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This was a tough one

twitter.com/erdayastronaut/status/1357225154359808000

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What made it tough? Did you guys expand the envelope again on landing conditions or performance?

https://twitter.com/elonmusk/status/1357225550574743554

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High seas & wind

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twitter.com/johnkrausphotos/status/1357225604974788608

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Stunning Falcon 9 launch of 60 Starlink satellites on a crisp, cold, moonlit Florida night.

https://twitter.com/johnkrausphotos/status/1357228168202113024

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(Two-frame stack, captured sequentially with the same camera. One frame exposes for the stars and moon; next frame captures the much brighter launch.)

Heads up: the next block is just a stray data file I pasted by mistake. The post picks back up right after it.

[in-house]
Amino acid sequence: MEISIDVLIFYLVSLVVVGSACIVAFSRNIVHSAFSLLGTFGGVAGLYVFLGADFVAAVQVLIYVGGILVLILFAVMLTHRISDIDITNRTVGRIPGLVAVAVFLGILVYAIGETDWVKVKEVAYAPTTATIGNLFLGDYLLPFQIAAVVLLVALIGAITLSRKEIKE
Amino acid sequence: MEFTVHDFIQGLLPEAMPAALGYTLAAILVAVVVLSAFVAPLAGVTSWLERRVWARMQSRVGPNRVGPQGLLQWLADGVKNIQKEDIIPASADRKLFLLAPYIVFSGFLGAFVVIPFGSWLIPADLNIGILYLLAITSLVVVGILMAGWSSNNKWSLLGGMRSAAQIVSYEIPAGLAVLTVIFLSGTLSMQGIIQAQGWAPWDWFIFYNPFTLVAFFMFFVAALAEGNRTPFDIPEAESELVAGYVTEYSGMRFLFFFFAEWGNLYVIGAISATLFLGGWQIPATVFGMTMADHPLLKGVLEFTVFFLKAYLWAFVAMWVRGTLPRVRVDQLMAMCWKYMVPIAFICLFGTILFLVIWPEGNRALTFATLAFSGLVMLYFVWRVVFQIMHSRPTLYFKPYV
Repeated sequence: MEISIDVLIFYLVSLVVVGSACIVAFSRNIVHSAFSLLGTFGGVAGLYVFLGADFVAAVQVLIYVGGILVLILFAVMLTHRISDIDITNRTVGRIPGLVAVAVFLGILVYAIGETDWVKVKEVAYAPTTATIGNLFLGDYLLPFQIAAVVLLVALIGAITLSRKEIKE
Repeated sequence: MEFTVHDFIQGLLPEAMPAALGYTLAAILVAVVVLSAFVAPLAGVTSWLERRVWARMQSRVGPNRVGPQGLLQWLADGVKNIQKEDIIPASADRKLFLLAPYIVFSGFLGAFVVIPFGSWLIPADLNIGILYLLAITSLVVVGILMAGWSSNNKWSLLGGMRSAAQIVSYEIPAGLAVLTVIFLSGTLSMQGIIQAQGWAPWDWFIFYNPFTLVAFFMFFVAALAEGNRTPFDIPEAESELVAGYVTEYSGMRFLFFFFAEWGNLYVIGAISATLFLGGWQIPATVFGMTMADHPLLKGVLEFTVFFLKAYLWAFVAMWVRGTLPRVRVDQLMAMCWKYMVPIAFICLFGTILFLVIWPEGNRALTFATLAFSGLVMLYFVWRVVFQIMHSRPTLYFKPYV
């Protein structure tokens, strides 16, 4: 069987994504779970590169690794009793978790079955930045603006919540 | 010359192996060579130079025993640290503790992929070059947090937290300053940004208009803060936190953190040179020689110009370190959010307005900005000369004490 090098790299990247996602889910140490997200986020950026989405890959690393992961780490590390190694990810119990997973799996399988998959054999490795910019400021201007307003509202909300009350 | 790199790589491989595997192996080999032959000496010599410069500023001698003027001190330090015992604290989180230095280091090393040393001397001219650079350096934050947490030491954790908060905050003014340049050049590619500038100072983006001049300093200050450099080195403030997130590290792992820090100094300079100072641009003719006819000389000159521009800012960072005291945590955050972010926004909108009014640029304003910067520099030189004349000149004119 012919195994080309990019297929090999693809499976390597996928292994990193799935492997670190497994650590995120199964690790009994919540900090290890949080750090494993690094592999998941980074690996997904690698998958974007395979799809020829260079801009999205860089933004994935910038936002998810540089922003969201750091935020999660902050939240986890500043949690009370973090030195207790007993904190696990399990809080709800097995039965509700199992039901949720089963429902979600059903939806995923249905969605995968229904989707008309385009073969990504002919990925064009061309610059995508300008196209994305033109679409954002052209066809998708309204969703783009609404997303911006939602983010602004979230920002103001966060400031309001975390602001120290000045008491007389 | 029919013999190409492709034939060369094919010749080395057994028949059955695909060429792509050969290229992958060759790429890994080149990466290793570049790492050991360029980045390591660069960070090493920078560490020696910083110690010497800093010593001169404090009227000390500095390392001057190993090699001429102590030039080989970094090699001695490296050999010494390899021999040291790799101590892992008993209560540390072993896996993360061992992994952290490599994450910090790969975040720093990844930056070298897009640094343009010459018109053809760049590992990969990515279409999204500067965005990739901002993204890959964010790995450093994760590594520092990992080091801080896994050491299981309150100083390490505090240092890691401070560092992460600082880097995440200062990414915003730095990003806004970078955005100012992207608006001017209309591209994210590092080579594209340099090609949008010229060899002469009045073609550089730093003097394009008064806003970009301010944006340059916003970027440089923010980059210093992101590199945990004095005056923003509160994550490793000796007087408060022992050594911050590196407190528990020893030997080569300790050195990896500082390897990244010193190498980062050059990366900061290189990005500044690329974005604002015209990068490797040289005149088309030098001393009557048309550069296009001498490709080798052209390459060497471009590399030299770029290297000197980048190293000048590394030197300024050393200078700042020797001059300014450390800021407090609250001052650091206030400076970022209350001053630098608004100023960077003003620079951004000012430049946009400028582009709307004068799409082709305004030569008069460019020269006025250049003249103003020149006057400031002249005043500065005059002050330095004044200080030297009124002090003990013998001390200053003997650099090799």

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STARLINK V1.0-LAUNCH 18

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https://twitter.com/spacexfleet/status/1357321432980725761

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Ms. Tree looks to have finished fairing recovery work at the Starlink LZ and appears to be en-route to Port Canaveral.

If this is the case, and the other Starlink mission launches tommorow, Ms. Tree won't take part. Unsure on Ms. Chief's current status as tracker is offline.

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Forgive me if I missed it but I don't recall them ever giving us S1 telemetry all the way to the drone ship.

We've had complete S1 telemetry for the NROL-76 RTLS mission, but you are correct, never for an ASDS mission, and never for both stages. I hope this innovation continues.

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Hey, some of you might want to take a close look at the Mission Control audio feed here:

https://youtube.com/watch?v=dzxSKe7TF0I